SAN FRANCISCO (KPIX 5) -- The world is rapidly changing thanks in big part to the accelerating, evolving digital technology created in Silicon Valley.
But this technology has even raced ahead of what's available for use by the U.S. military. The fear: that it will get into the hands of those who would seek to do the U.S. harm, putting U.S. security at a technological disadvantage.
Now the military and intelligence officers have turned to the tech industry for help. A remarkable organization run by the U.S. Department of Defense plays a key role.
One such commercial device was in use at a 24-hour Fitness in Livermore by a different kind of warrior.
Oakland Raiders fullback Jamize Olawale uses it as his secret weapon to stay fit, learn new skills and recover more quickly from injuries.
"I'm living proof. I've seen exactly what it can do," joked the San Francisco native.
During Olawale's 20-minute workout, he wears a special high-tech headset. It's connected via Bluetooth to an app on his smart phone.
The device is called Halo Sport. It was developed by Halo Neuroscience, a startup that's located in San Francisco. Halo Sport stimulates a part of the brain called the motor cortex which is responsible for muscle movement.
Users say once you put it on and turn it on, you'll experience a mild or very weak electrical current.
"You feel a little tingling on your head," laughed Olawale.
With it, NFL players, Olympic athletes, even some San Francisco Giants are learning new skills remarkably fast. They're showing improvements in power, explosiveness, and endurance.
"What it would normally take two months to achieve, you can achieve in far less time," explained Olawale.
"When you move, you're learning that movement and we're accelerating that process," said Kane Russell, the head of partnerships at Halo Neuroscience.
The U.S. Department of Defense is tapping into Halo Sport as well as dozens of other cutting-edge commercial technologies many of which were developed by Bay Area startups.
From a communications device that clips onto your tooth, and allows you to hear without your ears, and to communicate through your jawbone in noisy places, to unmanned wind-powered drones packed with sensors that sail the high seas created by Saildrone, these commercial devices can play a role in national defense.
"We can save lives by sending vehicles out into denied environments to do different types of surveillance," explained Nora Cohen of Saildrone.
The military believes high tech products like these hold the promise to better protect the nation, boost national security, and provide troops a technological advantage.
"These companies get to solve some of our nation's toughest problems," said Ernie Bio, Chief Operating Officer at the Defense Innovation Unit Experimental, or DIUx for short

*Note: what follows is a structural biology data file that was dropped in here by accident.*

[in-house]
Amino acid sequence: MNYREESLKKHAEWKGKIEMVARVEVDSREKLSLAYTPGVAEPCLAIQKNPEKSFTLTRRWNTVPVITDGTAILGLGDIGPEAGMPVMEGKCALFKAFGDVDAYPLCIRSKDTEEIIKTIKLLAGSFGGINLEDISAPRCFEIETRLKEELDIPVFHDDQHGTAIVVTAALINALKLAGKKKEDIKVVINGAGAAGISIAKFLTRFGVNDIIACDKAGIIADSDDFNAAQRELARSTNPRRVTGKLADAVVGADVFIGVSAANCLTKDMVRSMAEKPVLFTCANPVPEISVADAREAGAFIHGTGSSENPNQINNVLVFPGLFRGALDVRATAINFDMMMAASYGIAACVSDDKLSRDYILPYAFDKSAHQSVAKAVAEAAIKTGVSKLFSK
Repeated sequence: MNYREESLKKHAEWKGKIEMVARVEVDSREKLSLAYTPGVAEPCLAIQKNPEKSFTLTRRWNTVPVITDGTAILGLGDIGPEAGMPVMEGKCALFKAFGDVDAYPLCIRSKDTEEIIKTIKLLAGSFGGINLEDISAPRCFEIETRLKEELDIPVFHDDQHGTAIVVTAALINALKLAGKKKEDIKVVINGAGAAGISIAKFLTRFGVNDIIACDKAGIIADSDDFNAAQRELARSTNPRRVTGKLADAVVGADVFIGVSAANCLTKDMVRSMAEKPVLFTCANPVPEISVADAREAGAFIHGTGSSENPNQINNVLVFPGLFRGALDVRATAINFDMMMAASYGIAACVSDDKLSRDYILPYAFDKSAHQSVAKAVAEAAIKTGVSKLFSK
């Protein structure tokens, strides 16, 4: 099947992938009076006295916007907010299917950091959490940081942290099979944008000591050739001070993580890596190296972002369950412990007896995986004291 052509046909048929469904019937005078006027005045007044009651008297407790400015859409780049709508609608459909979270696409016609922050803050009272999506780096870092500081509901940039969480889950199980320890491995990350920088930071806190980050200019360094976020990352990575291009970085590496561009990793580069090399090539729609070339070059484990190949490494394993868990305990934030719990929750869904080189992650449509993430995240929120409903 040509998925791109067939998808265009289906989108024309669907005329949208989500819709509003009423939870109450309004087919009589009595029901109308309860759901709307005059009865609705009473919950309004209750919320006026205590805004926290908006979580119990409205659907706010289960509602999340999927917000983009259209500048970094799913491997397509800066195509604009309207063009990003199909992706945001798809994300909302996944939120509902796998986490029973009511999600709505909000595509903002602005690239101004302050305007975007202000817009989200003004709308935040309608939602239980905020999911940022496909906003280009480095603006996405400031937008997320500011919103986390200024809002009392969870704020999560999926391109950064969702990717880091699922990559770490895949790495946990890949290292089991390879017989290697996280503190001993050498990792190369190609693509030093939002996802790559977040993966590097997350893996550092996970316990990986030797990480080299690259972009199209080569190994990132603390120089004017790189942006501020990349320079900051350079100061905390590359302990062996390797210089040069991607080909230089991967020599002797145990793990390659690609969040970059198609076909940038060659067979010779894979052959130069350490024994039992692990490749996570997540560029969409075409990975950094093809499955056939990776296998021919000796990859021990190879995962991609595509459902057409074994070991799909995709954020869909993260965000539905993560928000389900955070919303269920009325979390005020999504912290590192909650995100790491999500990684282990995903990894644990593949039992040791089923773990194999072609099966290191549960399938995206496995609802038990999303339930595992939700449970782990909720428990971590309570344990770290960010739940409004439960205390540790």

"We've been in operation for two years," explained Bio.
Bio flew F-16 fighter jets for the U.S. Air Force and Cessnas as a commercial pilot. He remembers that only the Cessna had moving map GPS.
"Obviously an 'Aha!' moment where there was this major technical disconnect between what I'm using in a $30 million jet and what I'm using in a little Cessna," said Bio.
To bridge the disconnect between Silicon Valley and the Pentagon, DIUx was created.
The headquarters are right here in Mountain View, close to the tech giants and across the street from Moffett Federal Airfield. The choice of the location was deliberate.
"This is globally known as the innovation hub of the world," explained Bio. "We want to be in the middle of the action."
The unit moves quickly, entering into pilot contracts with commercial technologies, usually in under 90 days.
"If we're going to work here with startups, we'd have to move with the speed the startups work at," said Bio.
DIUx funds projects across all technologies: from drones to artificial intelligence, machine learning and advanced analytics,
In the past 18 months, DIUx has awarded $180 million to 60 pilot projects, including the makers of Halo Sport.
"Maintaining national security especially in light of all the current events that are going on is certainly important for us as an organization," said Russell.
Recently, U.S. Defense Secretary James Mattis paid DIUx a visit. Mattis made it very clear that he supports the effort.
"So we're going to use this teamwork here in order to make our military more lethal and more capable of defending our experiment that we call the United States of America," Mattis said.
As for Halo Sport, U.S. special ops forces are currently trying it out and assessing its effects on marksmanship, close-quarters combat and overall strength training.
"You know, I think it would be a great tool for the U.S. for the military," said Olawale.
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